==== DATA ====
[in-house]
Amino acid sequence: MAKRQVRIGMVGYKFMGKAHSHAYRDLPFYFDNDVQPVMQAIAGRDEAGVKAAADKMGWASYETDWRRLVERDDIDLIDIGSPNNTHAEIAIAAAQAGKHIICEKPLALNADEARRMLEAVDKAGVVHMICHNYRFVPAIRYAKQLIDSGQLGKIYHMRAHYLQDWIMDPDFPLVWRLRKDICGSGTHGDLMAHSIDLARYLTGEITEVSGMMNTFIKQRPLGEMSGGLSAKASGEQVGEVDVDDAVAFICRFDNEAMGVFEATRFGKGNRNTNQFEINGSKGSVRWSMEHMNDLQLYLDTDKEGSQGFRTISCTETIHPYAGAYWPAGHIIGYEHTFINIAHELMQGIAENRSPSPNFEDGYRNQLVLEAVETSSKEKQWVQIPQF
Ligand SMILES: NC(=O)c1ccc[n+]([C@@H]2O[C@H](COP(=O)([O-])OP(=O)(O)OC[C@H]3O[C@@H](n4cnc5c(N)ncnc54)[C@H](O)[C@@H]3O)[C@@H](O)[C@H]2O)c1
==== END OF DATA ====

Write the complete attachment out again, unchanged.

[in-house]
Amino acid sequence: MAKRQVRIGMVGYKFMGKAHSHAYRDLPFYFDNDVQPVMQAIAGRDEAGVKAAADKMGWASYETDWRRLVERDDIDLIDIGSPNNTHAEIAIAAAQAGKHIICEKPLALNADEARRMLEAVDKAGVVHMICHNYRFVPAIRYAKQLIDSGQLGKIYHMRAHYLQDWIMDPDFPLVWRLRKDICGSGTHGDLMAHSIDLARYLTGEITEVSGMMNTFIKQRPLGEMSGGLSAKASGEQVGEVDVDDAVAFICRFDNEAMGVFEATRFGKGNRNTNQFEINGSKGSVRWSMEHMNDLQLYLDTDKEGSQGFRTISCTETIHPYAGAYWPAGHIIGYEHTFINIAHELMQGIAENRSPSPNFEDGYRNQLVLEAVETSSKEKQWVQIPQF
Ligand SMILES: NC(=O)c1ccc[n+]([C@@H]2O[C@H](COP(=O)([O-])OP(=O)(O)OC[C@H]3O[C@@H](n4cnc5c(N)ncnc54)[C@H](O)[C@@H]3O)[C@@H](O)[C@H]2O)c1